He didn’t have long to wait. Scarcely five minutes had elapsed before there came another knock on the door. “It is us,” Mia called through the wood. “Are you red’thy?”
“Yes,” he replied. “Come in, the door’s unlocked.”
They came in, Mialina first, then Alasdair, then Henry, each catching sight of him individually and each of their pairs of mismatched eyes widening comically.
“Impressive,” Alasdair commented.
“Thank you,” Seymour replied. “Just a few things before I go: Henry, I forgot to ask you about Simon. Any problems I might encounter?”
Henry frowned. “Well, he hears voices and has delusions. Also, he doesn’t really like to do as he’s told. But he isn’t allergic to anything.”
“No epilepsy, right?” Seymour inquired, unable to help himself.
“No epilepsy,” Henry confirmed, grinning.
Alasdair smiled sheepishly. “You’re never going to let me forget that, are you?”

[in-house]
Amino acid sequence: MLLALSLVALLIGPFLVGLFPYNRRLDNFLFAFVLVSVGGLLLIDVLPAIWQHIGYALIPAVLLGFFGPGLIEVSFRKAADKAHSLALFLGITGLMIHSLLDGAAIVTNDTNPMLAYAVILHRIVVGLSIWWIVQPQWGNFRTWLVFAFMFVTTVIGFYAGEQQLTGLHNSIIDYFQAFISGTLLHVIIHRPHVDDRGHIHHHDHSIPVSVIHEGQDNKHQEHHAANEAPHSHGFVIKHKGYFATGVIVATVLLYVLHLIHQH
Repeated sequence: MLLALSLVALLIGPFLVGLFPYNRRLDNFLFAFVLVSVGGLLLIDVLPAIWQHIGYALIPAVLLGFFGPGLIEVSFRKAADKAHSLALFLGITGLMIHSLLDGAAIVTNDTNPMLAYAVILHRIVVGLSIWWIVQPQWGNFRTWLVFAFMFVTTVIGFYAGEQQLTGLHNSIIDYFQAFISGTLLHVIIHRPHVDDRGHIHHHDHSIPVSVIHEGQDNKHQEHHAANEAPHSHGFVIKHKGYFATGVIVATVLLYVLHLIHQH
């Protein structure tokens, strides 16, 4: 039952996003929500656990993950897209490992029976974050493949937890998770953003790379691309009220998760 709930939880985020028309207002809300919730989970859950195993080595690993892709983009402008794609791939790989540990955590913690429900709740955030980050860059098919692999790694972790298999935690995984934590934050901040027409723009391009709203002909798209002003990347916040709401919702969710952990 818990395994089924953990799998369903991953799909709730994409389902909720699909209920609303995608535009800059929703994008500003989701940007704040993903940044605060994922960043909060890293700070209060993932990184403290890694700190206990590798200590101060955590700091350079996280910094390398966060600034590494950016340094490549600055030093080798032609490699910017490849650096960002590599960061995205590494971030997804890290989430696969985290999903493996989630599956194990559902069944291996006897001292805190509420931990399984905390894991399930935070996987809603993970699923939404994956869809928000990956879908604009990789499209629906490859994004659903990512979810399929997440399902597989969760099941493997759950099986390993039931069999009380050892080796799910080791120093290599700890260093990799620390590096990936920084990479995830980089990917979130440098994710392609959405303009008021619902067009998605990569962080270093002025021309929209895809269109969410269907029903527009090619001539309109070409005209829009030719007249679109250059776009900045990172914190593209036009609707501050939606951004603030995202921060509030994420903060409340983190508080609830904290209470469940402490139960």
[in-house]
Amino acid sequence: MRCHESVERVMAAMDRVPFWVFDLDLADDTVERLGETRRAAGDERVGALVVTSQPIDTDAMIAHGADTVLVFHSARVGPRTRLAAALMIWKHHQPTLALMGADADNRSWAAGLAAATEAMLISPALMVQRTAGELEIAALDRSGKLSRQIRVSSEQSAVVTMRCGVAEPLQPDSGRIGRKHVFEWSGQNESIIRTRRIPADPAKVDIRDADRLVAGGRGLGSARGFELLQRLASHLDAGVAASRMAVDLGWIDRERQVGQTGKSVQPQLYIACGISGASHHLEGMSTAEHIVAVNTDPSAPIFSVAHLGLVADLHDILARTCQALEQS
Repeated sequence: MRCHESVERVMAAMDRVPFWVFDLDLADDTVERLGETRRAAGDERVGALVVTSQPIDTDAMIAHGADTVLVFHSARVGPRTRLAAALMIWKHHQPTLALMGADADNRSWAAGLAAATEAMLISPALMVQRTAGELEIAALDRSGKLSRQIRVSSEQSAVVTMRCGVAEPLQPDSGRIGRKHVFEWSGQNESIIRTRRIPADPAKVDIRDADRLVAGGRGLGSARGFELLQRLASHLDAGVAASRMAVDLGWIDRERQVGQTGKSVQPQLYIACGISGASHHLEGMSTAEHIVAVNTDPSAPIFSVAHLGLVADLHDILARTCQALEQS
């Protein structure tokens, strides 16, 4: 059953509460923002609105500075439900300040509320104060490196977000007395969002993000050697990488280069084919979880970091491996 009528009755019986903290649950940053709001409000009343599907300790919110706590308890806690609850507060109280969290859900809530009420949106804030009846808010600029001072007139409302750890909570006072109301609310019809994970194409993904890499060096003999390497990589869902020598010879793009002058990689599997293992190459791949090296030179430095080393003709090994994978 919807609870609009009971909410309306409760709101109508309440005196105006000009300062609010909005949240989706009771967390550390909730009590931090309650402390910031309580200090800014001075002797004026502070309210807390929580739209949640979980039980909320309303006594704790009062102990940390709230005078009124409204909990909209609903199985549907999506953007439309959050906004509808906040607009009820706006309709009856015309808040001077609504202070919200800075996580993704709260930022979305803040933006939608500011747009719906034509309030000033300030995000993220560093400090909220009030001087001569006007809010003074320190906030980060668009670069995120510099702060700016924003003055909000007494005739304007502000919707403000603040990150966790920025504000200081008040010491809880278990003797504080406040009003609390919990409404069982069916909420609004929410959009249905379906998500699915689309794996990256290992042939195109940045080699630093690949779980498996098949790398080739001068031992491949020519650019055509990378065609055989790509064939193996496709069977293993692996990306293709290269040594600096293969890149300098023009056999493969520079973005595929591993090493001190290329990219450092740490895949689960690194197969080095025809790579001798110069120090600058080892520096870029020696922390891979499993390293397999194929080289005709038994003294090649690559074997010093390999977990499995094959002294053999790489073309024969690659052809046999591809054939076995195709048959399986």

“Nope,” Seymour answered. “Another question: would you three be so kind as to take my luggage to Carviliet for me? I would carry it myself, but it might arouse suspicion down in the penitentiary.”
“Certainly,” Alasdair replied, picking up Seymour’s bag and swinging it over his back.
“Thank you. Lastly…in case he asks me, what became of the boy Seoc was caught with?”
Seymour nodded. “I suspected as much.”
“Is that all?”
“Yes. I’m ready.”
The Alt-Mage nodded at his wife. “Mia, will you do the honors?”
Mialina produced a small, purple velvet pouch, undid the drawstrings, and poured its contents—a fine, silvery powder—into her palm. Then, holding it up, she blew the dust gently towards Seymour. It surrounded the Aechyed in a thin, uniform layer, adopting his form momentarily before sinking into him with a tingling sensation.
He looked down at himself and saw only the floor where his feet should have been. He was invisible.